Cheers to a great weekend of fun, family and farming in the Fall.

XO – Laura

 

 

 

 

Harvest

Oh! Harvest time. I don’t know about you, but in my previous life the word “harvest” always made me think of cool Fall weather. It made me think of pumpkins, scarecrows, and big family meals outside (Hobby Lobby may or may not have influenced my ideas on harvest). Well on our farm – and in our little corner of the world – harvest time is not in the Fall. It is not cool outside. And pumpkins do not grace us with their presence. Harvest time on our farm is in the dead heat of Summer. And Summers in the Rio Grande Valley average oh…a pretty steady 100 degrees. It’s brutal man. I seriously don’t know how these guys do it – or anyone else working in the outdoor elements (I get frazzled by the heat walking through the Target parking lot). Now for the most part, these guys ARE either in a truck or a machine. So they’re not necessarily burning up in the direct sun all day long. And keep in mind that these machines have come a loooong way and they are pretty darn fancy today.

Combines like this are long gone. This is a John Deere Vintage Combine.

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This is the combine we use on our farm today (2016). 

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We farm grain sorghum, cotton and sesame. So when harvest rolls around we use the combine to CUT grain and sesame. And a cotton picker to PICK cotton. We actually hire a custom harvester to pick our cotton. We don’t own a cotton picker on our farm and our custom harvesting friend comes in and gets the job done in a jiffy with his fleet of cotton pickers.

Our custom harvester and his fleet of cotton pickers (2012)2012 - Personal 146

Grain sorghum is usually the dominant crop on our farm (in terms of acres planted). So grain harvest, which we do on our own, always takes the longest – at least a couple weeks. But grain harvest is the heart and soul of harvesting season on our farm. We kick off the harvest season by cutting grain, and kicking off harvest season is like kicking off football season around here. It’s exciting. Everyone is talking about it. We’re ready to get out there. It’s pay day. And we really pull together as a family to get it all done. For me and the kiddo, it’s our favorite time of year to go out to the field and ride in the combine (afterall, the combine only comes out for a spin once a year around here).

Our harvest parade heading out to the field for grain harvest. 

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Grain harvest near our house and farm headquarters.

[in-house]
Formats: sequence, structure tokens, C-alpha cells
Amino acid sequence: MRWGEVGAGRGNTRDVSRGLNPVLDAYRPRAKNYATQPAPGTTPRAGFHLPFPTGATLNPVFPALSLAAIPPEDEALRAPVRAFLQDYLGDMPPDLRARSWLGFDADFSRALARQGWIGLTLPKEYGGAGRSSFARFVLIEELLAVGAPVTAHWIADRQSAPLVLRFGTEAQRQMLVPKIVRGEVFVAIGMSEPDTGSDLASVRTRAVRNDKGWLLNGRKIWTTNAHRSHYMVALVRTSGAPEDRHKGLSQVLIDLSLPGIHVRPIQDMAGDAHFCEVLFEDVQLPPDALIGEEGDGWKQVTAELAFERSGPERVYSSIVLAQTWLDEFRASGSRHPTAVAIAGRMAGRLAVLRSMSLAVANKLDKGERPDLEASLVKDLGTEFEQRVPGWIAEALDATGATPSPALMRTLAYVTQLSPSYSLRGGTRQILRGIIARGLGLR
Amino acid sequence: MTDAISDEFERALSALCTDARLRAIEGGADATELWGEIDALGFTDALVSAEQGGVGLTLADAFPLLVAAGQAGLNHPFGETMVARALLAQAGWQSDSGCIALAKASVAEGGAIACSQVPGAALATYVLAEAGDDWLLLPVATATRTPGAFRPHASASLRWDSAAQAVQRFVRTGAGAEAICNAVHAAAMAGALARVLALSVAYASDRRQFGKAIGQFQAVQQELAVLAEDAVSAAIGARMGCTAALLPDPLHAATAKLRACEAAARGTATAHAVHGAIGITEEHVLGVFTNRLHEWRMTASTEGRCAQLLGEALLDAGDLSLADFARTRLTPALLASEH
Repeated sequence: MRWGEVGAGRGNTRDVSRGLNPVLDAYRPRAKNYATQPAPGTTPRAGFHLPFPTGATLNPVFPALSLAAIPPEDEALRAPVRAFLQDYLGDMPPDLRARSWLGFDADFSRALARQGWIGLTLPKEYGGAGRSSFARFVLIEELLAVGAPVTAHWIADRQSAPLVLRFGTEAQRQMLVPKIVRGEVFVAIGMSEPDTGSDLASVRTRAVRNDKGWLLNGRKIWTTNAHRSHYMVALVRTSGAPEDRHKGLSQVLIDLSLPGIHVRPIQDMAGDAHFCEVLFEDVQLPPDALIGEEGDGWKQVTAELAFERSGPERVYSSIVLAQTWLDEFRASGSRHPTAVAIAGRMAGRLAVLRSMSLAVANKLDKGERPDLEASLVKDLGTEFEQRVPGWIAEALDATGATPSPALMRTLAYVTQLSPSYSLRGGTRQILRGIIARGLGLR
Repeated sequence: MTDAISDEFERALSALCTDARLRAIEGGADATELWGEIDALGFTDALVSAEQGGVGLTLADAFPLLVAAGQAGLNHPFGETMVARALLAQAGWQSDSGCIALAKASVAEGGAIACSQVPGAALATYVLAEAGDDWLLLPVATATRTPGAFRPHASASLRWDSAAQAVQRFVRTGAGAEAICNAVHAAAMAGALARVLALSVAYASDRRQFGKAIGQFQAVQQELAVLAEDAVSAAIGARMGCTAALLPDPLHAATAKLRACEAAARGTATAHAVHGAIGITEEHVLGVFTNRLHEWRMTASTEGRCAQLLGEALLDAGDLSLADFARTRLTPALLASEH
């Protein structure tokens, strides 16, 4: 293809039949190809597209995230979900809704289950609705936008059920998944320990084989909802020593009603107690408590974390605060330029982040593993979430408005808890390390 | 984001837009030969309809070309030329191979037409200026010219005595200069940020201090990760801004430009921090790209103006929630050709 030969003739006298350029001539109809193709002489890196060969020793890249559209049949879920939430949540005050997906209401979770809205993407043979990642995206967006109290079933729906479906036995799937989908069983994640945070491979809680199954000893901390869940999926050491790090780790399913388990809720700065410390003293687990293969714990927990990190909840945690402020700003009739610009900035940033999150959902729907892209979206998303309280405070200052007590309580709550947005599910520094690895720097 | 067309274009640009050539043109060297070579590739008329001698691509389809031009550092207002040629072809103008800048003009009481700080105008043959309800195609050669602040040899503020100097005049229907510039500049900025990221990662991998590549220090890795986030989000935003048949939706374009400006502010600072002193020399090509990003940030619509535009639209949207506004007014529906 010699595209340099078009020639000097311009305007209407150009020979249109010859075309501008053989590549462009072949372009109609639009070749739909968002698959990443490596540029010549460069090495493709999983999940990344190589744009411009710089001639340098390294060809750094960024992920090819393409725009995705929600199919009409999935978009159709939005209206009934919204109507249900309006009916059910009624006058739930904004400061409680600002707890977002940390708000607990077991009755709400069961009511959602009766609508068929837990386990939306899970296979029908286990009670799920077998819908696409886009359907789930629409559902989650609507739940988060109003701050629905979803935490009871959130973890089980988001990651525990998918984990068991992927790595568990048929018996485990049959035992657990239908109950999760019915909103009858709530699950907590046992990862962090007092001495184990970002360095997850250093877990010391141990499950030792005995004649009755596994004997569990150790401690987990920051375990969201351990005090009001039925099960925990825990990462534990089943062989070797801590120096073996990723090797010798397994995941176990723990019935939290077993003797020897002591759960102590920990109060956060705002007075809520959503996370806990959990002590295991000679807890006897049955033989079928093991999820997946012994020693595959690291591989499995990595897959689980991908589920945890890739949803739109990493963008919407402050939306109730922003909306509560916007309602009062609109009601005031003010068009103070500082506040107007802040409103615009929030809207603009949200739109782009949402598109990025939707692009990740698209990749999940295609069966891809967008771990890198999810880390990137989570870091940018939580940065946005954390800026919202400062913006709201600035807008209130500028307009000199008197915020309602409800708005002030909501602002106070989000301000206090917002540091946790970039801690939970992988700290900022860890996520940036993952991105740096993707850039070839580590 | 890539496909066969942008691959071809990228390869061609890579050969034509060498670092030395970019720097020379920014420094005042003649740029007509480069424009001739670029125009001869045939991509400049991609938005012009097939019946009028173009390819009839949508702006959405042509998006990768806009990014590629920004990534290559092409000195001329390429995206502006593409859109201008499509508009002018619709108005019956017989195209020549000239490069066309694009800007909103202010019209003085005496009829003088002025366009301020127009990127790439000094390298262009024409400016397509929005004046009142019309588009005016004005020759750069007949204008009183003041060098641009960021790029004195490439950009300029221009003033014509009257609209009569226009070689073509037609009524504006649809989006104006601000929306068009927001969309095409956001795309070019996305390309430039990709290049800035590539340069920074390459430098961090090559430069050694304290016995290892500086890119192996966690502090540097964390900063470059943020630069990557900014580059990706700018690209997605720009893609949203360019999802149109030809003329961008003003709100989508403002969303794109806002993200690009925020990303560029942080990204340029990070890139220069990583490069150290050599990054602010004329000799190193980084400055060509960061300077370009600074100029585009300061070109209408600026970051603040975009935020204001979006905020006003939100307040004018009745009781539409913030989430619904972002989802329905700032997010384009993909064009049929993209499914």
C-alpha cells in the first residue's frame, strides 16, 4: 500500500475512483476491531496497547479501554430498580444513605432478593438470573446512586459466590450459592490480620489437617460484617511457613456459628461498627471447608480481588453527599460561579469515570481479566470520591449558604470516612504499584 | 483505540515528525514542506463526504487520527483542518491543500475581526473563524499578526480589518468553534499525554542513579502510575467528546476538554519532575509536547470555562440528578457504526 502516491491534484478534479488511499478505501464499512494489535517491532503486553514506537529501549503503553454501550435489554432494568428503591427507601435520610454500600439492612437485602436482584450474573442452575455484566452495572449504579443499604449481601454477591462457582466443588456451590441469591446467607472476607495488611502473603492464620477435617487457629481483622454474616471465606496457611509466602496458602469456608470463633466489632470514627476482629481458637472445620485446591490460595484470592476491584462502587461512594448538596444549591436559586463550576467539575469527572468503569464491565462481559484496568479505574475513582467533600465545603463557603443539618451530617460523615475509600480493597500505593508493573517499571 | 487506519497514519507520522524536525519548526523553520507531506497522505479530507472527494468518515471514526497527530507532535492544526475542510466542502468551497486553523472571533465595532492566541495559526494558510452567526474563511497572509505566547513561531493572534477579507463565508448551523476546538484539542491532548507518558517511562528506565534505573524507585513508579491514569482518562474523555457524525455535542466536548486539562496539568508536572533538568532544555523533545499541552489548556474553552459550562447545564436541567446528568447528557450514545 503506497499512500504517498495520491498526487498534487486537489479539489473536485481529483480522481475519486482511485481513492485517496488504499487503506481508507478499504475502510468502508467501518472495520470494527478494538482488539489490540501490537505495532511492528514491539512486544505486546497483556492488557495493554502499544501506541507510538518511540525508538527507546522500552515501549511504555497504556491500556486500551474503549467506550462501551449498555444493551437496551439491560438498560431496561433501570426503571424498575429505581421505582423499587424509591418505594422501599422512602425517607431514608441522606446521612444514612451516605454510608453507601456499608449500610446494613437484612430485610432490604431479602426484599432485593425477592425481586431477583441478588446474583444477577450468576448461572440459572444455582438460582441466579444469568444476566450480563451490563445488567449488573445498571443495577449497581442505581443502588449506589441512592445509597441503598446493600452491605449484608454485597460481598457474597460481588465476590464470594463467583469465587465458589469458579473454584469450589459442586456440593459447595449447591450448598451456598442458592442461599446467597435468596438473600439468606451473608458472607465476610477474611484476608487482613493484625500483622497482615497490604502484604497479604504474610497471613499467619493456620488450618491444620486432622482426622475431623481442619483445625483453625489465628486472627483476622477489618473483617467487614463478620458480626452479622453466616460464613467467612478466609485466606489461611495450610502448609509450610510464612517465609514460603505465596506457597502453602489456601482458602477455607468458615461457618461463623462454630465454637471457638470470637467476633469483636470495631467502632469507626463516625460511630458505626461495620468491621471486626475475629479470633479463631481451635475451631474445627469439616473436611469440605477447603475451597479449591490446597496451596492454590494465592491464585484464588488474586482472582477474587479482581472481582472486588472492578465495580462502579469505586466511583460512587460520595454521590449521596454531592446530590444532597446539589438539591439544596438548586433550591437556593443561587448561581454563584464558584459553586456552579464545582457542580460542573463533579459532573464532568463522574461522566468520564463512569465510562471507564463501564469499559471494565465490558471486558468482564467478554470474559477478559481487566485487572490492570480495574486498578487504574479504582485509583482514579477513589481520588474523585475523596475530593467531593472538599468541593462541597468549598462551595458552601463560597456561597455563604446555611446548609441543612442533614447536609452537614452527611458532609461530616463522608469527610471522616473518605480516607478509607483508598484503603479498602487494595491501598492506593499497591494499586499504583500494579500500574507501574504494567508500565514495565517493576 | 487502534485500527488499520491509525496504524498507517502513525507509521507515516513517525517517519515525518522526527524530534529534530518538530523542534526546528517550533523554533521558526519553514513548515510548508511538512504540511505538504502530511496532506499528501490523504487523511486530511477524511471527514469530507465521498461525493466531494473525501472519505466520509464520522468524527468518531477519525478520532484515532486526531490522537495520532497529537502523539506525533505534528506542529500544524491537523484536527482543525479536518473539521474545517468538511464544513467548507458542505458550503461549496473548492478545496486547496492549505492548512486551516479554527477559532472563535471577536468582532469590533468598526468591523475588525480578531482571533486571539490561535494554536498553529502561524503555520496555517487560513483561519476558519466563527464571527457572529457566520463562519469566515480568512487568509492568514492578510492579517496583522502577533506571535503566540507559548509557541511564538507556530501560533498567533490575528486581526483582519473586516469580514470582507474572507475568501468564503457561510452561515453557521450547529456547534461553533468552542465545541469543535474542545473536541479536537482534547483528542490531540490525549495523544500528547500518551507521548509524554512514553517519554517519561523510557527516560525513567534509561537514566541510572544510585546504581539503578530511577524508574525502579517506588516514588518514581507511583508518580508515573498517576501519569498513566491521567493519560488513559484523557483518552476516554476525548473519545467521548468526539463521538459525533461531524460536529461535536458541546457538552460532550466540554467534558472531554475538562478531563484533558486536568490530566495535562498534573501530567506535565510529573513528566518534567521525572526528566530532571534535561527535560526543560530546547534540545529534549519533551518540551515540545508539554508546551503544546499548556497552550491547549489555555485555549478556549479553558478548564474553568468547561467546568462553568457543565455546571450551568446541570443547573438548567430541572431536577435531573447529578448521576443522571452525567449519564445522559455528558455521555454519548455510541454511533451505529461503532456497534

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The technology is really amazing. Every time I ride in the combine I just can’t get over the precise science that this giant computer of a machine is able to do.

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Once the combine is full, it unloads all the grain into the grain cart. Once the grain cart is full, it unloads into a semi truck trailer. That truck then goes to the grain elevator to get weighed and it unloads our grain for good. From there, the grain elevator sells the grain to grain buyers all over – most of our grain ends up in Mexico.

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Cotton may not be the dominant crop on our farm, but it is the prettiest crop. There’s nothing like a freshly defoliated field of cotton. We call it South Texas Snow. And like most farming families – we always take advantage of the natural beauty sitting in our field and use it for a photo op. This year we got fancy and got local photographer and friend, Claudia Farr, to come out and capture one of the prettiest cotton crops we’ve ever had (we usually get one of the farm hands to snap a quick shot). 

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After planting the cotton seed, meticulously growing and defoliating our cotton crop, we sit back and let the custom harvester do his job. We do however, get to tag our own modules for the Cotton Gin to pick up. Tagging modules is one of the many fun things we get to do as a family at harvest time. It’s like legal graffiti man.

Tagging modules on our farm (perks of giving your kid a four letter name)

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We wrapped up our 2016 harvest in the first week of August. And any farmer will tell you that it’s a huge relief to see your crops out of the ground and sitting somewhere else safe and sound as they make their way into the supply and demand cycle of the world. Now that harvest is over – we get to sit back and breathe a little bit (work normal hours again) and believe it or not – we start preparing for the following year. Working the ground, praying for rain, working and maintaining equipment. It’s also a great time to make any sort of improvements or changes to the farm.

Stay tuned for updates and improvements on our farm!

XO – Laura

Welcome to The Farm